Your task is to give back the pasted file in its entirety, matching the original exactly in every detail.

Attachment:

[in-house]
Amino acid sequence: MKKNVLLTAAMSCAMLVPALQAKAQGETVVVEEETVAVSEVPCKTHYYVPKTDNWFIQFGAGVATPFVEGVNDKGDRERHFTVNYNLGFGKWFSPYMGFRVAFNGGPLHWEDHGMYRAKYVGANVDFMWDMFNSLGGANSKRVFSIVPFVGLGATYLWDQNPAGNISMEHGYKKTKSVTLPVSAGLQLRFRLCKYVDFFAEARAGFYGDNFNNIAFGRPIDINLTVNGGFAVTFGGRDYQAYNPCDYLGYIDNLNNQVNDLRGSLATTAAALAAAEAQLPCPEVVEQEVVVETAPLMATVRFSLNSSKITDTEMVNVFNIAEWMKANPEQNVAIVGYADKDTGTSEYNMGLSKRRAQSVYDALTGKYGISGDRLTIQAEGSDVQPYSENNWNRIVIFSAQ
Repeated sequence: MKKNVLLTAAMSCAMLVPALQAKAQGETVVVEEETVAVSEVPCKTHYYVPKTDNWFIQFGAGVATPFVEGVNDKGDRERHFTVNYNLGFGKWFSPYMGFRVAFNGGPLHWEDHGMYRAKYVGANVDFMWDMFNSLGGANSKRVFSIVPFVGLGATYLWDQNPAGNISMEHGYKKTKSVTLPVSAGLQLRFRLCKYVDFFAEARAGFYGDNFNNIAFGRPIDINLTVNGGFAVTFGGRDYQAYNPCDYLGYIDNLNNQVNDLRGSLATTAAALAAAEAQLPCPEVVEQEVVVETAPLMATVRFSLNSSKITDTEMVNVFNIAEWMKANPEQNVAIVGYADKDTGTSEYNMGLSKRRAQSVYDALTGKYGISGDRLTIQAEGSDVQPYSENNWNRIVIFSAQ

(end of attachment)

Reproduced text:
[in-house]
Amino acid sequence: MKKNVLLTAAMSCAMLVPALQAKAQGETVVVEEETVAVSEVPCKTHYYVPKTDNWFIQFGAGVATPFVEGVNDKGDRERHFTVNYNLGFGKWFSPYMGFRVAFNGGPLHWEDHGMYRAKYVGANVDFMWDMFNSLGGANSKRVFSIVPFVGLGATYLWDQNPAGNISMEHGYKKTKSVTLPVSAGLQLRFRLCKYVDFFAEARAGFYGDNFNNIAFGRPIDINLTVNGGFAVTFGGRDYQAYNPCDYLGYIDNLNNQVNDLRGSLATTAAALAAAEAQLPCPEVVEQEVVVETAPLMATVRFSLNSSKITDTEMVNVFNIAEWMKANPEQNVAIVGYADKDTGTSEYNMGLSKRRAQSVYDALTGKYGISGDRLTIQAEGSDVQPYSENNWNRIVIFSAQ
Repeated sequence: MKKNVLLTAAMSCAMLVPALQAKAQGETVVVEEETVAVSEVPCKTHYYVPKTDNWFIQFGAGVATPFVEGVNDKGDRERHFTVNYNLGFGKWFSPYMGFRVAFNGGPLHWEDHGMYRAKYVGANVDFMWDMFNSLGGANSKRVFSIVPFVGLGATYLWDQNPAGNISMEHGYKKTKSVTLPVSAGLQLRFRLCKYVDFFAEARAGFYGDNFNNIAFGRPIDINLTVNGGFAVTFGGRDYQAYNPCDYLGYIDNLNNQVNDLRGSLATTAAALAAAEAQLPCPEVVEQEVVVETAPLMATVRFSLNSSKITDTEMVNVFNIAEWMKANPEQNVAIVGYADKDTGTSEYNMGLSKRRAQSVYDALTGKYGISGDRLTIQAEGSDVQPYSENNWNRIVIFSAQ